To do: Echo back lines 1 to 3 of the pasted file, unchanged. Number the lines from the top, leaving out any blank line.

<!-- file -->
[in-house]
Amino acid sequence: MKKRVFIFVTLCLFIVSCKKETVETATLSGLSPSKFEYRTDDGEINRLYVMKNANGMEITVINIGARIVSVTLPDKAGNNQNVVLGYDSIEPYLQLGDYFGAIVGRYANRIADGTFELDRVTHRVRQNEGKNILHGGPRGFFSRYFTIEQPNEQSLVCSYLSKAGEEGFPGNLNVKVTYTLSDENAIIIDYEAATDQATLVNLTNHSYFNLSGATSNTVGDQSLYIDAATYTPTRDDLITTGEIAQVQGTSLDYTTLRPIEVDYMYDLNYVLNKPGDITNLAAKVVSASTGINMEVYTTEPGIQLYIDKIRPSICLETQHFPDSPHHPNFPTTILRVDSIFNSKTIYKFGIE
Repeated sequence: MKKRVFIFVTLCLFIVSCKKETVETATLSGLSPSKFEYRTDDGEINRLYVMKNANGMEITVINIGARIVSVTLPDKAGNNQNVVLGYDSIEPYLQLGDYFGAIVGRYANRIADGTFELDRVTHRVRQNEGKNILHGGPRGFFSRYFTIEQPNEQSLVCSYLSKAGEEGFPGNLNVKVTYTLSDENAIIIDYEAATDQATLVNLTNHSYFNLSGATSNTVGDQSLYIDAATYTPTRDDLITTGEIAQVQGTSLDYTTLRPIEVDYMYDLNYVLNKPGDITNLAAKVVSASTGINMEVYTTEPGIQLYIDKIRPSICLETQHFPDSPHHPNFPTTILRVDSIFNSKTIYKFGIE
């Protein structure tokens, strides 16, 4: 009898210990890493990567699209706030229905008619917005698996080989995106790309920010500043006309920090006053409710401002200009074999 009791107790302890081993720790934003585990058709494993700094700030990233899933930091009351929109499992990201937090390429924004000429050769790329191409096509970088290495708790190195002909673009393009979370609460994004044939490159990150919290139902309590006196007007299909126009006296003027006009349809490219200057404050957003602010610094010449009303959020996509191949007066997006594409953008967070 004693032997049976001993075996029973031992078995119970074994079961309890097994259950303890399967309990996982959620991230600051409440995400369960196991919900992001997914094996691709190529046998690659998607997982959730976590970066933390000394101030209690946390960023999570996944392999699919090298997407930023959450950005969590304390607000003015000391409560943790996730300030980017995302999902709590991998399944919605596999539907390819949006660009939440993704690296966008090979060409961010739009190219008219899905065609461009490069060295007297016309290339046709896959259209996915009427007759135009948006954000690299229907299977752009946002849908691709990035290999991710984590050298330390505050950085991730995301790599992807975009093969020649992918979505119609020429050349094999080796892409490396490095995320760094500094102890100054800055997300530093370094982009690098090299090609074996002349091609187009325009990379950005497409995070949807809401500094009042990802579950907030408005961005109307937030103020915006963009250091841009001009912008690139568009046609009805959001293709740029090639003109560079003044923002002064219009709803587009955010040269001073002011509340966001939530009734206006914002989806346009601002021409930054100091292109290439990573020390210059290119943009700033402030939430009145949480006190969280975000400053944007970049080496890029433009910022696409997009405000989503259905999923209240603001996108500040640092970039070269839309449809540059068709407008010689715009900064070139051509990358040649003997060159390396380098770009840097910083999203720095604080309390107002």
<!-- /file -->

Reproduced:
[in-house]
Amino acid sequence: MKKRVFIFVTLCLFIVSCKKETVETATLSGLSPSKFEYRTDDGEINRLYVMKNANGMEITVINIGARIVSVTLPDKAGNNQNVVLGYDSIEPYLQLGDYFGAIVGRYANRIADGTFELDRVTHRVRQNEGKNILHGGPRGFFSRYFTIEQPNEQSLVCSYLSKAGEEGFPGNLNVKVTYTLSDENAIIIDYEAATDQATLVNLTNHSYFNLSGATSNTVGDQSLYIDAATYTPTRDDLITTGEIAQVQGTSLDYTTLRPIEVDYMYDLNYVLNKPGDITNLAAKVVSASTGINMEVYTTEPGIQLYIDKIRPSICLETQHFPDSPHHPNFPTTILRVDSIFNSKTIYKFGIE
Repeated sequence: MKKRVFIFVTLCLFIVSCKKETVETATLSGLSPSKFEYRTDDGEINRLYVMKNANGMEITVINIGARIVSVTLPDKAGNNQNVVLGYDSIEPYLQLGDYFGAIVGRYANRIADGTFELDRVTHRVRQNEGKNILHGGPRGFFSRYFTIEQPNEQSLVCSYLSKAGEEGFPGNLNVKVTYTLSDENAIIIDYEAATDQATLVNLTNHSYFNLSGATSNTVGDQSLYIDAATYTPTRDDLITTGEIAQVQGTSLDYTTLRPIEVDYMYDLNYVLNKPGDITNLAAKVVSASTGINMEVYTTEPGIQLYIDKIRPSICLETQHFPDSPHHPNFPTTILRVDSIFNSKTIYKFGIE